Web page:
• Get a crash course in quantitative trading from stocks & indices to momentum investing & backtesting
  • Discover machine learning principles like decision trees, ensemble learning, random forests & more
  • Set up a historical price database in MySQL using Python
  • Learn Python libraries like Pandas, Scikit-Learn, XGBoost & Hyperopt
  • Access source code any time as a continuing resource

PRODUCT SPECS

Details & Requirements

  • Length of time users can access this course: lifetime access
  • Access options: web streaming, mobile streaming
  • Certification of completion not included
  • Redemption deadline: redeem your code within 30 days of purchase
  • Experience level required: all levels, but working knowledge of Python would be helpful

Compatibility

  • Internet required

THE EXPERT

Loonycorn is comprised of four individuals--Janani Ravi, Vitthal Srinivasan, Swetha Kolalapudi and Navdeep Singh--who have honed their tech expertises at Google and Flipkart. The team believes it has distilled the instruction of complicated tech concepts into funny, practical, engaging courses, and is excited to be sharing its content with eager students. For more details on the course and instructor, click here.

Learn By Example: Statistics and Data Science in R


KEY FEATURES

R is a programming language and software environment for statistical computing and graphics that is widely used among statisticians and data miners for data analysis. In this course, you'll get a thorough run-through of how R works and how it's applied to data science. Before you know it, you'll be crunching numbers like a pro, and be better qualified for many lucrative careers.

  • Access 82 lectures & 9 hours of content 24/7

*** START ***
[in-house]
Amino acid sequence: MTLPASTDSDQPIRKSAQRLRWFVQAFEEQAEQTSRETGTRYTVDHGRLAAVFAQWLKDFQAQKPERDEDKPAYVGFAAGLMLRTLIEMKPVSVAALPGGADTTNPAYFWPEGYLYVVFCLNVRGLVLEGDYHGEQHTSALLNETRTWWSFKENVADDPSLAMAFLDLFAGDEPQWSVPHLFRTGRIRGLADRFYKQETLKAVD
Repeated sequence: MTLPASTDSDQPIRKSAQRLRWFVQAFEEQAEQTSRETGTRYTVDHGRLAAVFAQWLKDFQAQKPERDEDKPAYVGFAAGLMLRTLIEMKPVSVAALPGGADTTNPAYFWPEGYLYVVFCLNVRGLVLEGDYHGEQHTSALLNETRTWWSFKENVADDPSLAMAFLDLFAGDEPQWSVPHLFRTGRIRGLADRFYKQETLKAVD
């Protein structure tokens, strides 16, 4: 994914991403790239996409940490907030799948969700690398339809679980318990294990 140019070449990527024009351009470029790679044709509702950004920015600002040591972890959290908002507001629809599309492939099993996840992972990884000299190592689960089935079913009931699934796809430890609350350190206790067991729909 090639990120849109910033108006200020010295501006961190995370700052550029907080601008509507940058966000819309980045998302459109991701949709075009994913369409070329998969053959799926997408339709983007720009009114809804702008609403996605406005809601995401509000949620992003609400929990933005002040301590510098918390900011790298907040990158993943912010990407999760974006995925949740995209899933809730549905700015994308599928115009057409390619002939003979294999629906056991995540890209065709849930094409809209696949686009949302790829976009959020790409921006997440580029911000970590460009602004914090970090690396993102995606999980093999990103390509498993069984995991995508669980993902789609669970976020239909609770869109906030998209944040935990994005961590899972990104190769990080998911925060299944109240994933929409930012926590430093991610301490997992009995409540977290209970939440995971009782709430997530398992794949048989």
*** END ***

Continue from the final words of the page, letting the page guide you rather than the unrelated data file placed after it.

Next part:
• Cover basic statistical principles like mean, median, range, etc.
  • Learn theoretical aspects of statistical concepts
  • Discover datatypes & data structures in R, vectors, arrays, matrices & more
  • Understand Linear Regression
  • Visualize data in R using a variety of charts & graphs
  • Delve into descriptive & inferential statistics

PRODUCT SPECS

Details & Requirements

  • Length of time users can access this course: lifetime access
  • Access options: web streaming, mobile streaming
  • Certification of completion not included
  • Redemption deadline: redeem your code within 30 days of purchase
  • Experience level required: all levels

Compatibility

  • Internet required

THE EXPERT

Loonycorn is comprised of four individuals--Janani Ravi, Vitthal Srinivasan, Swetha Kolalapudi and Navdeep Singh--who have honed their tech expertises at Google and Flipkart. The team believes it has distilled the instruction of complicated tech concepts into funny, practical, engaging courses, and is excited to be sharing its content with eager students.

Learn By Example: Hadoop & MapReduce for Big Data Problems


KEY FEATURES

Big Data sounds pretty daunting doesn't it? Well, this course aims to make it a lot simpler for you. Using Hadoop and MapReduce, you'll learn how to process and manage enormous amounts of data efficiently. Any company that collects mass amounts of data, from startups to Fortune 500, need people fluent in Hadoop and MapReduce, making this course a must for anybody interested in data science.

  • Access 71 lectures & 13 hours of content 24/7
  • Set up your own Hadoop cluster using virtual machines (VMs) & the Cloud
  • Understand HDFS, MapReduce & YARN & their interaction